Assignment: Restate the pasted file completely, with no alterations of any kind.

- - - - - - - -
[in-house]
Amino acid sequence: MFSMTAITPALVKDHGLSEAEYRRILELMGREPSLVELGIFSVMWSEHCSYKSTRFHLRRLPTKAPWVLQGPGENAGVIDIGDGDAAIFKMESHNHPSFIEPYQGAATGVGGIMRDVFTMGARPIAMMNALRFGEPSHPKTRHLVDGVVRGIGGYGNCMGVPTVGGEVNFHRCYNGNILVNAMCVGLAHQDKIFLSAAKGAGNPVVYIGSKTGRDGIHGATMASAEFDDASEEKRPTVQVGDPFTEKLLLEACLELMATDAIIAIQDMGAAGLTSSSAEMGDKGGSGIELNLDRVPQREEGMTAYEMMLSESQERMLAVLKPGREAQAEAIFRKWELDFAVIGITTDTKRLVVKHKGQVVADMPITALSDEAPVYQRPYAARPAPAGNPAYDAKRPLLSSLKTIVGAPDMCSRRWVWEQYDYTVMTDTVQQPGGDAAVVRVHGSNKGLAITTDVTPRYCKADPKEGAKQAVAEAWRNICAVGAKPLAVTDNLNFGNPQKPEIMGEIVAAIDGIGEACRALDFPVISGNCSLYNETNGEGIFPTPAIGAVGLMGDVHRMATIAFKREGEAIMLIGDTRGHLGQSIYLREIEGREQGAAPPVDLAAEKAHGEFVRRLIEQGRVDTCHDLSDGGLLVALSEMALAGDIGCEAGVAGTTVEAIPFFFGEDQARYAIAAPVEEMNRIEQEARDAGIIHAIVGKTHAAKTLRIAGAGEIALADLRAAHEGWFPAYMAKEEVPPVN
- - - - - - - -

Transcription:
[in-house]
Amino acid sequence: MFSMTAITPALVKDHGLSEAEYRRILELMGREPSLVELGIFSVMWSEHCSYKSTRFHLRRLPTKAPWVLQGPGENAGVIDIGDGDAAIFKMESHNHPSFIEPYQGAATGVGGIMRDVFTMGARPIAMMNALRFGEPSHPKTRHLVDGVVRGIGGYGNCMGVPTVGGEVNFHRCYNGNILVNAMCVGLAHQDKIFLSAAKGAGNPVVYIGSKTGRDGIHGATMASAEFDDASEEKRPTVQVGDPFTEKLLLEACLELMATDAIIAIQDMGAAGLTSSSAEMGDKGGSGIELNLDRVPQREEGMTAYEMMLSESQERMLAVLKPGREAQAEAIFRKWELDFAVIGITTDTKRLVVKHKGQVVADMPITALSDEAPVYQRPYAARPAPAGNPAYDAKRPLLSSLKTIVGAPDMCSRRWVWEQYDYTVMTDTVQQPGGDAAVVRVHGSNKGLAITTDVTPRYCKADPKEGAKQAVAEAWRNICAVGAKPLAVTDNLNFGNPQKPEIMGEIVAAIDGIGEACRALDFPVISGNCSLYNETNGEGIFPTPAIGAVGLMGDVHRMATIAFKREGEAIMLIGDTRGHLGQSIYLREIEGREQGAAPPVDLAAEKAHGEFVRRLIEQGRVDTCHDLSDGGLLVALSEMALAGDIGCEAGVAGTTVEAIPFFFGEDQARYAIAAPVEEMNRIEQEARDAGIIHAIVGKTHAAKTLRIAGAGEIALADLRAAHEGWFPAYMAKEEVPPVN